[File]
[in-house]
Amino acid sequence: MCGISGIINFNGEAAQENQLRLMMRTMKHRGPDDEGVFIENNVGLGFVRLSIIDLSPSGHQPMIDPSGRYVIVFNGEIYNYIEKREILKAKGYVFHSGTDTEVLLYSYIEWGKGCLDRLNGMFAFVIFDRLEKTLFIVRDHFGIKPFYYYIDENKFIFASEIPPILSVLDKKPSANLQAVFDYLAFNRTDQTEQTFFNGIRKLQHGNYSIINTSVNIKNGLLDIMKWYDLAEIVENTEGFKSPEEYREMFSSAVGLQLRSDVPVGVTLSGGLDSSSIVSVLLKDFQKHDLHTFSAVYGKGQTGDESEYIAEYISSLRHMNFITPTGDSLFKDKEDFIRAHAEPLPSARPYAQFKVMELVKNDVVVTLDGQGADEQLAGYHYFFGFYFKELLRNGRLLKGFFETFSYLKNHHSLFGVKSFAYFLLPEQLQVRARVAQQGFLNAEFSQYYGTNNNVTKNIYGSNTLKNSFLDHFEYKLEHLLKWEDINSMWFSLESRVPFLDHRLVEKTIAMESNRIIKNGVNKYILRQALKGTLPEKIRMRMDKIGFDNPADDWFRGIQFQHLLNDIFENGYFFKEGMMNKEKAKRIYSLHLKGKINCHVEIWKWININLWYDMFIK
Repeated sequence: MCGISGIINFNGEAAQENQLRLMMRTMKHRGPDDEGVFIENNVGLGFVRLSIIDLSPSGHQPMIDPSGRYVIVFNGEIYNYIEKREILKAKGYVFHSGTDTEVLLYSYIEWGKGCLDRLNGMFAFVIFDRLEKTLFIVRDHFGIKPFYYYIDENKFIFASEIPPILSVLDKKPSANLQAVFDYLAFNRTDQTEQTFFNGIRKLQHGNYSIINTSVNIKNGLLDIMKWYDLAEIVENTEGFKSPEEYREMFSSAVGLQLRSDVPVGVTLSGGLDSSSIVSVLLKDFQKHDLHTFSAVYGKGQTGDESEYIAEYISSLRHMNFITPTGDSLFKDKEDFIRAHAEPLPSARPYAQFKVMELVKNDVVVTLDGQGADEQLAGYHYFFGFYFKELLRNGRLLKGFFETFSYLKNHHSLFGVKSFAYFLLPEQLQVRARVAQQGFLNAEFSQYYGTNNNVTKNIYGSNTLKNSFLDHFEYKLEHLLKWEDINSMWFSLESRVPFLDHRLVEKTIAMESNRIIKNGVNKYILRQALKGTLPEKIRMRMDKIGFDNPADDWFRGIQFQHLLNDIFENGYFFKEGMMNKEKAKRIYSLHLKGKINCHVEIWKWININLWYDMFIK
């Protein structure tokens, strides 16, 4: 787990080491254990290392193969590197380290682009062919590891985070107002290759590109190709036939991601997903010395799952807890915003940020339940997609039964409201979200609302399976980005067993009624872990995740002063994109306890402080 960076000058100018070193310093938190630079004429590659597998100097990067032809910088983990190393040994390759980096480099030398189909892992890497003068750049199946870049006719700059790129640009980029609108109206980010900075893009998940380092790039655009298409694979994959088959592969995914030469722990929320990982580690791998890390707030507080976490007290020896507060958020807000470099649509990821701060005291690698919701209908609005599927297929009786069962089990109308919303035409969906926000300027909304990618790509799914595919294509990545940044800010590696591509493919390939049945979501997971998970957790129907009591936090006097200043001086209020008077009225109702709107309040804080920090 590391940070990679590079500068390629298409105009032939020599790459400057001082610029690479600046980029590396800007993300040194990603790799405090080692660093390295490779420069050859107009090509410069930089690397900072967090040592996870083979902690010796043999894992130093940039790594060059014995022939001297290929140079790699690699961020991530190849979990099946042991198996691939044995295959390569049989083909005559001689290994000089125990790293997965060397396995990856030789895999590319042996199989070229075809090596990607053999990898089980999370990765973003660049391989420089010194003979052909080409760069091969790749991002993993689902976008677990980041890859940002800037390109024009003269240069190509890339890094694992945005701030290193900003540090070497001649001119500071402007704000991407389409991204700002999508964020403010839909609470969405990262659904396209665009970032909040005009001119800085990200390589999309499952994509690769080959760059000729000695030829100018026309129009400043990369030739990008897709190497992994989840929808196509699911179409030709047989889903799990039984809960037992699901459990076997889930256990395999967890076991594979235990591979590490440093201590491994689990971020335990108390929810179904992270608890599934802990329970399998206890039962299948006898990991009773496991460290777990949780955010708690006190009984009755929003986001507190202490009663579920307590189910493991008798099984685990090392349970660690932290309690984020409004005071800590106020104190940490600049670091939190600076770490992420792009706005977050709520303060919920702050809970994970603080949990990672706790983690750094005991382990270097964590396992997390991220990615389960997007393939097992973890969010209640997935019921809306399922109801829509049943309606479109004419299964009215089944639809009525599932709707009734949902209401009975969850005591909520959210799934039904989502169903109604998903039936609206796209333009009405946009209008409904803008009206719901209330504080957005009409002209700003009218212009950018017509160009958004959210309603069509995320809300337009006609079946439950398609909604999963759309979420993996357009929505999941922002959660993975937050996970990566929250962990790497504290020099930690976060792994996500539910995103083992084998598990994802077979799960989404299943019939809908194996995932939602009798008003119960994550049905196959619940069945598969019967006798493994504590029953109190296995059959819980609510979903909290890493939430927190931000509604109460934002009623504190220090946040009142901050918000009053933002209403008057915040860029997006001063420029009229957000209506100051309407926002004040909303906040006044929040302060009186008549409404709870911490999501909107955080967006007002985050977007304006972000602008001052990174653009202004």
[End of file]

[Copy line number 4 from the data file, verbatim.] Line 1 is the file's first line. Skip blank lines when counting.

């Protein structure tokens, strides 16, 4: 787990080491254990290392193969590197380290682009062919590891985070107002290759590109190709036939991601997903010395799952807890915003940020339940997609039964409201979200609302399976980005067993009624872990995740002063994109306890402080 960076000058100018070193310093938190630079004429590659597998100097990067032809910088983990190393040994390759980096480099030398189909892992890497003068750049199946870049006719700059790129640009980029609108109206980010900075893009998940380092790039655009298409694979994959088959592969995914030469722990929320990982580690791998890390707030507080976490007290020896507060958020807000470099649509990821701060005291690698919701209908609005599927297929009786069962089990109308919303035409969906926000300027909304990618790509799914595919294509990545940044800010590696591509493919390939049945979501997971998970957790129907009591936090006097200043001086209020008077009225109702709107309040804080920090 590391940070990679590079500068390629298409105009032939020599790459400057001082610029690479600046980029590396800007993300040194990603790799405090080692660093390295490779420069050859107009090509410069930089690397900072967090040592996870083979902690010796043999894992130093940039790594060059014995022939001297290929140079790699690699961020991530190849979990099946042991198996691939044995295959390569049989083909005559001689290994000089125990790293997965060397396995990856030789895999590319042996199989070229075809090596990607053999990898089980999370990765973003660049391989420089010194003979052909080409760069091969790749991002993993689902976008677990980041890859940002800037390109024009003269240069190509890339890094694992945005701030290193900003540090070497001649001119500071402007704000991407389409991204700002999508964020403010839909609470969405990262659904396209665009970032909040005009001119800085990200390589999309499952994509690769080959760059000729000695030829100018026309129009400043990369030739990008897709190497992994989840929808196509699911179409030709047989889903799990039984809960037992699901459990076997889930256990395999967890076991594979235990591979590490440093201590491994689990971020335990108390929810179904992270608890599934802990329970399998206890039962299948006898990991009773496991460290777990949780955010708690006190009984009755929003986001507190202490009663579920307590189910493991008798099984685990090392349970660690932290309690984020409004005071800590106020104190940490600049670091939190600076770490992420792009706005977050709520303060919920702050809970994970603080949990990672706790983690750094005991382990270097964590396992997390991220990615389960997007393939097992973890969010209640997935019921809306399922109801829509049943309606479109004419299964009215089944639809009525599932709707009734949902209401009975969850005591909520959210799934039904989502169903109604998903039936609206796209333009009405946009209008409904803008009206719901209330504080957005009409002209700003009218212009950018017509160009958004959210309603069509995320809300337009006609079946439950398609909604999963759309979420993996357009929505999941922002959660993975937050996970990566929250962990790497504290020099930690976060792994996500539910995103083992084998598990994802077979799960989404299943019939809908194996995932939602009798008003119960994550049905196959619940069945598969019967006798493994504590029953109190296995059959819980609510979903909290890493939430927190931000509604109460934002009623504190220090946040009142901050918000009053933002209403008057915040860029997006001063420029009229957000209506100051309407926002004040909303906040006044929040302060009186008549409404709870911490999501909107955080967006007002985050977007304006972000602008001052990174653009202004």